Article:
Date of this Version
Nebraska Rural Poll: A Research Report, no. 16 (September 3, 2016). Also available at http://ruralpoll.unl.edu.
Most rural Nebraskans have elementary, middle and high schools in their community or nearest community. Most of the schools available are public but many rural Nebraskans report having both public and private schools of each grade level. Persons living in or near larger communities are more likely than persons living in or near smaller communities to have each level of school in their community. And, persons living in or near the larger communities are more likely than persons living in or near smaller communities to have both public and private schools available.
When asked about priorities for their local school, rural Nebraskans give highest priority to providing a safe environment for students. Other top priorities for local schools include: high graduation rate, high quality teachers, teaching problem solving or critical thinking skills to students and preparing students for college. The items that respondents were least likely to rate as high priority include teaching foreign languages, providing community social events/local entertainment, and teaching English as a second language.
At least four in ten rural Nebraskans are very satisfied with the following characteristics at their local school: safe environment for students, graduation rate, quality school buildings, and opportunities for physical activities/sports. Less than two in ten respondents are very satisfied with standardized test scores and teaching English as a second language. However, many rural Nebraskans are unsure how to assess the details of their local schools since at least two in ten answered don’t know when asked to rate the characteristics. In fact, four in ten answered don’t know in regards to providing courses for advanced placement and standardized test scores. And, over one-half answered don’t know when asked to rate their satisfaction with teaching English as a second language.
Satisfaction levels with many characteristics differ by community size. Persons living in or near smaller communities are more likely than persons living in or near larger communities to be very satisfied with many of the characteristics at their local school. However, satisfaction levels with four items increase as community size increases: providing courses for college credit, providing advanced placement courses, teaching foreign languages, and teaching English as a second language.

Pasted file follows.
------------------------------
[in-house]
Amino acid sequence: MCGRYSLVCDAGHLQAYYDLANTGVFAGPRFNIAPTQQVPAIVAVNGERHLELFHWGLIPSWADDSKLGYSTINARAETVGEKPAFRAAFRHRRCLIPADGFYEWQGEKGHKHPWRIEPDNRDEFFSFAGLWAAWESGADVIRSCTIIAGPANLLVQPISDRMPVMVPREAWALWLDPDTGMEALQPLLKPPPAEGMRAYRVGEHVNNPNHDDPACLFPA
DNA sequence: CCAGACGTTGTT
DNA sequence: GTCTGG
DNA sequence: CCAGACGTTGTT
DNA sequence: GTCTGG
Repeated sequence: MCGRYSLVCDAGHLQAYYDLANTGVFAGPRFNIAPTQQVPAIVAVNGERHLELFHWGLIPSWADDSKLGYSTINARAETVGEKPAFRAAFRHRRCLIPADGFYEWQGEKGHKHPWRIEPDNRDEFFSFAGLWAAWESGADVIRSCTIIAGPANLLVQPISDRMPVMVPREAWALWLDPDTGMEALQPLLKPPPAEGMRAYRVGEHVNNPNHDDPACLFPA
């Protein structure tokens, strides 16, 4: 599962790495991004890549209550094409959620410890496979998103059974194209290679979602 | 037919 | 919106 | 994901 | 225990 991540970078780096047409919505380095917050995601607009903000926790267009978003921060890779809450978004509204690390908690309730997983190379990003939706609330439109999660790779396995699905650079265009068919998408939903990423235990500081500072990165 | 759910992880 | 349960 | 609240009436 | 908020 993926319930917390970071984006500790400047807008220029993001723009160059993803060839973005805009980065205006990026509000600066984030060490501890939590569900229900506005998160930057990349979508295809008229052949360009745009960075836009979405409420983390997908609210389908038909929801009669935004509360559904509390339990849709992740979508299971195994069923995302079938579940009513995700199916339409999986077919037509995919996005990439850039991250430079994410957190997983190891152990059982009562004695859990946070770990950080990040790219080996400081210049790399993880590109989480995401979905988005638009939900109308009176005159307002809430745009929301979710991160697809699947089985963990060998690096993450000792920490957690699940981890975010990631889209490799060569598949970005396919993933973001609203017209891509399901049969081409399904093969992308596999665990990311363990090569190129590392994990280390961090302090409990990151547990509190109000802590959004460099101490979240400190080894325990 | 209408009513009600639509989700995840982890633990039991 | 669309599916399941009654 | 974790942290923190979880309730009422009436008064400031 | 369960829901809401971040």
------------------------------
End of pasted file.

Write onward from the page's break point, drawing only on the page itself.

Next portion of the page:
Regional differences also exist. For many of the items listed, residents of the Panhandle were the regional group least likely to report being very satisfied. However, even though the Panhandle residents are less likely to report being very satisfied with many of the items listed, it does not mean they are necessarily more dissatisfied with those items than the other groups. For many of the items, the Panhandle residents were more likely to answer “don’t know.”
The differences between the characteristics that people expect from their local school and those with which they are very satisfied are rather large. For almost all of the characteristics listed, the proportions that feel each is a high priority are larger than the proportions very satisfied with each.
For many of the characteristics, the differences between the proportions viewing the characteristics as high priorities and the proportions very satisfied with each are larger for persons living in or near larger communities as compared to persons living in or near smaller communities. For a few items, the gaps are somewhat larger for persons living in or near smaller communities: providing courses for college credit, preparing students for technical/trade school, and providing advanced placement courses.